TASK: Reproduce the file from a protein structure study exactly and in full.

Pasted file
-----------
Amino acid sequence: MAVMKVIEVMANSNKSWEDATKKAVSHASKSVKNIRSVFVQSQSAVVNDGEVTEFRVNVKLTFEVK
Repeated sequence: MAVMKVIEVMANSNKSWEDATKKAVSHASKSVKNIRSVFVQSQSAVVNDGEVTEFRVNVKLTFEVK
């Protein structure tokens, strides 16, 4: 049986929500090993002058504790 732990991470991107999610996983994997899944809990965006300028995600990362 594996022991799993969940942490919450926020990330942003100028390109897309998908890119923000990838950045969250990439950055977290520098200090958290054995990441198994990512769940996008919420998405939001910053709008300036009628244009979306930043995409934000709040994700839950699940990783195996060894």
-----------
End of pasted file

Amino acid sequence: MAVMKVIEVMANSNKSWEDATKKAVSHASKSVKNIRSVFVQSQSAVVNDGEVTEFRVNVKLTFEVK
Repeated sequence: MAVMKVIEVMANSNKSWEDATKKAVSHASKSVKNIRSVFVQSQSAVVNDGEVTEFRVNVKLTFEVK
């Protein structure tokens, strides 16, 4: 049986929500090993002058504790 732990991470991107999610996983994997899944809990965006300028995600990362 594996022991799993969940942490919450926020990330942003100028390109897309998908890119923000990838950045969250990439950055977290520098200090958290054995990441198994990512769940996008919420998405939001910053709008300036009628244009979306930043995409934000709040994700839950699940990783195996060894």